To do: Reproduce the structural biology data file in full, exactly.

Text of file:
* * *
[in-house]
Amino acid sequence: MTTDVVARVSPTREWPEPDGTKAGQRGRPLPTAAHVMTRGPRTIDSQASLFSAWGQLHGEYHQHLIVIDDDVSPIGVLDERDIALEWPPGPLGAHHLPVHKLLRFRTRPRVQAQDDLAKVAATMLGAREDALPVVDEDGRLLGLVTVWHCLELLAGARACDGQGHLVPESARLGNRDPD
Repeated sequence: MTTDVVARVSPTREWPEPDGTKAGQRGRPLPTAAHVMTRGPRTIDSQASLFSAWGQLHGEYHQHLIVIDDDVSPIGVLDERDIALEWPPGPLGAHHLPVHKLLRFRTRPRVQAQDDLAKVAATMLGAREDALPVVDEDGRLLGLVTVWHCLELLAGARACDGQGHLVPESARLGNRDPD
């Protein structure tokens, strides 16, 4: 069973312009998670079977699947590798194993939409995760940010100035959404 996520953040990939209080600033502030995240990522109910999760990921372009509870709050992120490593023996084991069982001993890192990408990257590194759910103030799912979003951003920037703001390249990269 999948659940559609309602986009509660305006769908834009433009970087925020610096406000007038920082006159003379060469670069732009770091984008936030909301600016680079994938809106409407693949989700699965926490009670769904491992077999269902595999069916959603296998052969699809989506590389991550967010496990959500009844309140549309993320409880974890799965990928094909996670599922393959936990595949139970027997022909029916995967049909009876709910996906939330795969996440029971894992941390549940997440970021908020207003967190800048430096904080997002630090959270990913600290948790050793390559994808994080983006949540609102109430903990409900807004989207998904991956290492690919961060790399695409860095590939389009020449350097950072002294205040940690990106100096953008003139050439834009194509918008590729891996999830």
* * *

[in-house]
Amino acid sequence: MTTDVVARVSPTREWPEPDGTKAGQRGRPLPTAAHVMTRGPRTIDSQASLFSAWGQLHGEYHQHLIVIDDDVSPIGVLDERDIALEWPPGPLGAHHLPVHKLLRFRTRPRVQAQDDLAKVAATMLGAREDALPVVDEDGRLLGLVTVWHCLELLAGARACDGQGHLVPESARLGNRDPD
Repeated sequence: MTTDVVARVSPTREWPEPDGTKAGQRGRPLPTAAHVMTRGPRTIDSQASLFSAWGQLHGEYHQHLIVIDDDVSPIGVLDERDIALEWPPGPLGAHHLPVHKLLRFRTRPRVQAQDDLAKVAATMLGAREDALPVVDEDGRLLGLVTVWHCLELLAGARACDGQGHLVPESARLGNRDPD
């Protein structure tokens, strides 16, 4: 069973312009998670079977699947590798194993939409995760940010100035959404 996520953040990939209080600033502030995240990522109910999760990921372009509870709050992120490593023996084991069982001993890192990408990257590194759910103030799912979003951003920037703001390249990269 999948659940559609309602986009509660305006769908834009433009970087925020610096406000007038920082006159003379060469670069732009770091984008936030909301600016680079994938809106409407693949989700699965926490009670769904491992077999269902595999069916959603296998052969699809989506590389991550967010496990959500009844309140549309993320409880974890799965990928094909996670599922393959936990595949139970027997022909029916995967049909009876709910996906939330795969996440029971894992941390549940997440970021908020207003967190800048430096904080997002630090959270990913600290948790050793390559994808994080983006949540609102109430903990409900807004989207998904991956290492690919961060790399695409860095590939389009020449350097950072002294205040940690990106100096953008003139050439834009194509918008590729891996999830």